About 300 sample bottles were produced from material collected on beach cleanups and from the Mediterranean Sea. | Courtesy of Coca-Cola

The Coca-Cola Co. released a container made partially from ocean plastic, making it the latest company to pursue a food-contact application for the low-grade material.

Last week, Coca-Cola unveiled a PET bottle with 25% ocean plastic, the product of the company’s collaboration with a chemical recycling startup. About 300 sample bottles were produced.

The marine plastics were recovered from the environment via a couple different avenues: Volunteers collected the material during 84 beach cleanups in Spain and Portugal, and fishermen brought floating plastic back to 12 Mediterranean ports.

The material was processed by Dutch startup Ioniqa Technologies, which used depolymerization technology to break down the PET into its monomers, which were then sent to an Indorama Ventures facility to be polymerized into new plastic. In January 2019, Coca-Cola lent the Eindhoven, Netherlands-based company money to scale its chemical recycling technology, which Coca-Cola refers to as “enhanced recycling.”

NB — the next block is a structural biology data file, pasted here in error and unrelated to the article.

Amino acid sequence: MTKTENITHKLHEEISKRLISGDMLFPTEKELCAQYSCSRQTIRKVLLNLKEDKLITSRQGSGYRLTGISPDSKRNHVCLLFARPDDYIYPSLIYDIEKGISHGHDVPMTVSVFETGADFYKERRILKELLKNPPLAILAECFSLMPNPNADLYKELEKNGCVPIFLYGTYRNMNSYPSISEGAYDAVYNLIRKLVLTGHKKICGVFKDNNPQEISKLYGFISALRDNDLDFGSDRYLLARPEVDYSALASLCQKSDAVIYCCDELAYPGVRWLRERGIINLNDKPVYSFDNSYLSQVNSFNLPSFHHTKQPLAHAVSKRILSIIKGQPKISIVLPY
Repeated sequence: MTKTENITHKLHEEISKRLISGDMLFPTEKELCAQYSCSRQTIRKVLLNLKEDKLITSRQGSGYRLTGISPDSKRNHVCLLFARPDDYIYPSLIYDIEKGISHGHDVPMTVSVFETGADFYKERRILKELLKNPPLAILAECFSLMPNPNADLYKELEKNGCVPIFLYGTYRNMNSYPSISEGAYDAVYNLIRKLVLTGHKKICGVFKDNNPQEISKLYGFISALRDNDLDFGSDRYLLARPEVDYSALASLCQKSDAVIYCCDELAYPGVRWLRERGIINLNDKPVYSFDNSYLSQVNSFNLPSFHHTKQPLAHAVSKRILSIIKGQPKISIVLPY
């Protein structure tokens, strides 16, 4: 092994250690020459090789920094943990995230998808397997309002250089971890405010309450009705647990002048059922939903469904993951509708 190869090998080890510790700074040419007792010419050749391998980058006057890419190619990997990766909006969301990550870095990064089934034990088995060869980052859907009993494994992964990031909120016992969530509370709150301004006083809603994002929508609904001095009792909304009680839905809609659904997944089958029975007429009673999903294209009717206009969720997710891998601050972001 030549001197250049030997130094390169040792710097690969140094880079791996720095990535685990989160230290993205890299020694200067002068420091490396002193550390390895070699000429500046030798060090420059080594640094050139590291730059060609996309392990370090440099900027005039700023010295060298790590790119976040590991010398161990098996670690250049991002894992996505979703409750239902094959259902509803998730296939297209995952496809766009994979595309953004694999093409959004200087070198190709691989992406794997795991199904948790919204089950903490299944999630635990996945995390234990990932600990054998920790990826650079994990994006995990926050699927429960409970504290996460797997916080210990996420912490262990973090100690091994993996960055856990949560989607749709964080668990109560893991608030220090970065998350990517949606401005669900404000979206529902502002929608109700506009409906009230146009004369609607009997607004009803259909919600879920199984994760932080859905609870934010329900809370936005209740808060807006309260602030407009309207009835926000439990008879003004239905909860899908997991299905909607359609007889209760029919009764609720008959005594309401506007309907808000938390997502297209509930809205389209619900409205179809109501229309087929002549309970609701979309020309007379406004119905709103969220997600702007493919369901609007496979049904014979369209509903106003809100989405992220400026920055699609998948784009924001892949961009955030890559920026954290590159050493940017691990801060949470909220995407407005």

“The marine plastic bottle has been developed as proof of concept for what the technology may achieve in time,” according to Coca-Cola’s announcement. “In the immediate term, enhanced recycling will be introduced at commercial scale using waste from existing recyclers, including previously unrecyclable plastics and lower-quality recyclables. From 2020, Coca-Cola plans to roll out this enhanced recycled content in some of its bottles.”

In other recent cases, reclaimers have begun to mechanically recycle recovered marine plastics into food-contact applications.

In the spring, PET reclaimer CarbonLite announced the company would begin producing recycled marine plastics for use in food and beverage packaging. It plans to send the recycled resin to PinnPack, which is owned by CarbonLite, for conversion into thermoformed packaging.

This summer, Envision Plastics received a letter of no objection from the Food and Drug Administration to recycle otherwise ocean-bound HDPE containers into pellets for molding into food and drink packaging. Envision, which is the second largest HDPE reclaimer in the U.S. after KW Plastics, already produces food-grade polyethylene from scrap plastics collected through municipal collection channels.

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